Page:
Northwestern University and Evanston's Only Daily News Source Since 1881

The Daily Northwestern

Northwestern University and Evanston's Only Daily News Source Since 1881

The Daily Northwestern

Northwestern University and Evanston's Only Daily News Source Since 1881

The Daily Northwestern

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Misdemeanor charges dropped against NU faculty for activity during pro-Palestinian encampment
City Council approves $2 million grant application to renovate Hilda’s Place, talks Evanston Dog Beach accessibility access
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Evanston’s ‘Seeds of Change’ theme inspires unity at Fourth of July parade
Lawsuit against Pritzker School of Law alleges its hiring process discriminates against white men
Evanston Fire concludes recovery search and rescue efforts for missing swimmer after ‘exhausting’ all resources
Perry: A little humility goes a long way

Brew, Hou, Leung, Pandey: On being scared to tweet and the pressure to market yourself as a student journalist

June 4, 2024

Haner: A love letter to the multimedia room

June 4, 2024

Independent review of athletics department released, puts forth key recommendations

Northwestern hosts groundbreaking ceremony at Ryan Field construction site

June 25, 2024

Derrick Gragg appointed as Northwestern’s vice president for athletic strategy, search for new athletic director begins

June 13, 2024


The secret (and short) lives of cicadas on campus

NU Declassified: Prof. Barbara Butts teaches leadership through stage management

Everything Evanston: Behind the boba in downtown Evanston

New Illinois law prohibits political parties from adding candidates to November ballot

Daily file illustration by Jacob Fulton
A new Illinois law that went into effect Friday prevents political parties from adding new candidates to the general election ballot.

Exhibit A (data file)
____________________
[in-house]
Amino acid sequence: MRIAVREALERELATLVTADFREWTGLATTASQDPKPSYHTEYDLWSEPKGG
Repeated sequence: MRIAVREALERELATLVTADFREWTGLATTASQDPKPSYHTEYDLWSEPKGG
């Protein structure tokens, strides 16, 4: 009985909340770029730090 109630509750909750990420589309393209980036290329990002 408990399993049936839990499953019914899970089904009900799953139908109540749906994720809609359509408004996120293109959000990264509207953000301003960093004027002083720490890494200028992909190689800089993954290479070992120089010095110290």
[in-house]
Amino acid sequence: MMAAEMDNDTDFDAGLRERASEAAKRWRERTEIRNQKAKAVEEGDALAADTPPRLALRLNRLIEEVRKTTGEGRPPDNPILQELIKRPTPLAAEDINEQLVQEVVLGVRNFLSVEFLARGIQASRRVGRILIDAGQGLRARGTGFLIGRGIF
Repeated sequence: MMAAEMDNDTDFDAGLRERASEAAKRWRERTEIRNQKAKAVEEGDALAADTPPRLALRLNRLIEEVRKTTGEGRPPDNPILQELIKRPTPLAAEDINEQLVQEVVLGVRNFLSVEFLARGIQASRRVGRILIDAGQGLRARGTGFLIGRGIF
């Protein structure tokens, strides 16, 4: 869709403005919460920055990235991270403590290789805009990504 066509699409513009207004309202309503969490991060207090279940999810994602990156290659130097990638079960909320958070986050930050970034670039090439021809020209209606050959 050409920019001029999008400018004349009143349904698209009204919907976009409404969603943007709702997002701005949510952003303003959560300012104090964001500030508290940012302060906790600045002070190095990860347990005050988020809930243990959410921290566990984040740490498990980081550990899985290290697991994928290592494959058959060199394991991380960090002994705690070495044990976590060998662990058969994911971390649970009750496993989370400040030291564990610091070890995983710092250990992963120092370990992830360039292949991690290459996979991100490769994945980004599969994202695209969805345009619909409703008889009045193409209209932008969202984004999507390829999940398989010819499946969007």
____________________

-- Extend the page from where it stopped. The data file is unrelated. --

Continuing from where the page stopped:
An Illinois law prohibiting political parties from adding new state office candidates who didn’t run in the March primaries to general election ballots went into effect Friday.

The law, which Gov. J.B. Pritzker signed into law Thursday, is applicable in cases where no candidate won the party’s primary. Prior to Friday, potential candidates who obtained the required number of signatures for their office could petition to be on the ballot.

The law also adds three non-binding referendums to the November ballot.

One asks voters if health insurance plans that provide pregnancy benefits should also be required to cover vitro fertilization and other fertility treatments. Another asks if the state should have a 3% tax on income that exceeds $1 million for property tax relief. The third asks if there should be civil penalties for candidates that obstruct or attempt to obstruct an election worker’s duties.

The legislation originally started as a child welfare bill amending the Children and Family Services Act, but the Democrat-controlled state House changed the bill extensively on Wednesday to add these election reforms.

The ballot access amendment was introduced by state Rep. Jay Hoffman (D-Belleville) and passed in the House mainly along party lines. The amendment passed in the Senate on Thursday.

Pritzker said the bill would eliminate the role of “backroom deals” when choosing general election candidates. But House Minority Leader Tony McCombie (R-Savanna) said she didn’t understand why the Democrats wanted to pass the amendment “unless the goal is to stifle the democratic process” at a Wednesday press conference.

Any candidates who were already petitioning to be on the November ballot can still run as independents.

Email: [email protected]  

Email: [email protected] 

X: @anavi_52

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Cook County primaries saw close races, low turnout  

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